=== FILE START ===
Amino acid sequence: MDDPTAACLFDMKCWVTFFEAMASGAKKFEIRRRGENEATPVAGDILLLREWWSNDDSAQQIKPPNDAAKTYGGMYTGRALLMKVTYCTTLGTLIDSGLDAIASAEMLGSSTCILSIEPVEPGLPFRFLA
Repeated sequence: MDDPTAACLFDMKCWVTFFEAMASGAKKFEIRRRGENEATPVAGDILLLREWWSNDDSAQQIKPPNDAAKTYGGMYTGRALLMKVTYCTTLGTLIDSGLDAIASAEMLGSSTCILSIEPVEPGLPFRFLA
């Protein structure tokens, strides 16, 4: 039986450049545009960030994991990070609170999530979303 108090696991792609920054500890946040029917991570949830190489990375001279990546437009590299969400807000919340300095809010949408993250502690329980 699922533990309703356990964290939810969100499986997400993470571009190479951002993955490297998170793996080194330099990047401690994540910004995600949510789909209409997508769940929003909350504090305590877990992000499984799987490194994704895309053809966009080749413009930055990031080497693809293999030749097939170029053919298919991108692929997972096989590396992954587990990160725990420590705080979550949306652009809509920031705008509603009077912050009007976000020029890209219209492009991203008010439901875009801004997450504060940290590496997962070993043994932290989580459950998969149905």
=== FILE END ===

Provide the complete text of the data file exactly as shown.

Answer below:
Amino acid sequence: MDDPTAACLFDMKCWVTFFEAMASGAKKFEIRRRGENEATPVAGDILLLREWWSNDDSAQQIKPPNDAAKTYGGMYTGRALLMKVTYCTTLGTLIDSGLDAIASAEMLGSSTCILSIEPVEPGLPFRFLA
Repeated sequence: MDDPTAACLFDMKCWVTFFEAMASGAKKFEIRRRGENEATPVAGDILLLREWWSNDDSAQQIKPPNDAAKTYGGMYTGRALLMKVTYCTTLGTLIDSGLDAIASAEMLGSSTCILSIEPVEPGLPFRFLA
């Protein structure tokens, strides 16, 4: 039986450049545009960030994991990070609170999530979303 108090696991792609920054500890946040029917991570949830190489990375001279990546437009590299969400807000919340300095809010949408993250502690329980 699922533990309703356990964290939810969100499986997400993470571009190479951002993955490297998170793996080194330099990047401690994540910004995600949510789909209409997508769940929003909350504090305590877990992000499984799987490194994704895309053809966009080749413009930055990031080497693809293999030749097939170029053919298919991108692929997972096989590396992954587990990160725990420590705080979550949306652009809509920031705008509603009077912050009007976000020029890209219209492009991203008010439901875009801004997450504060940290590496997962070993043994932290989580459950998969149905």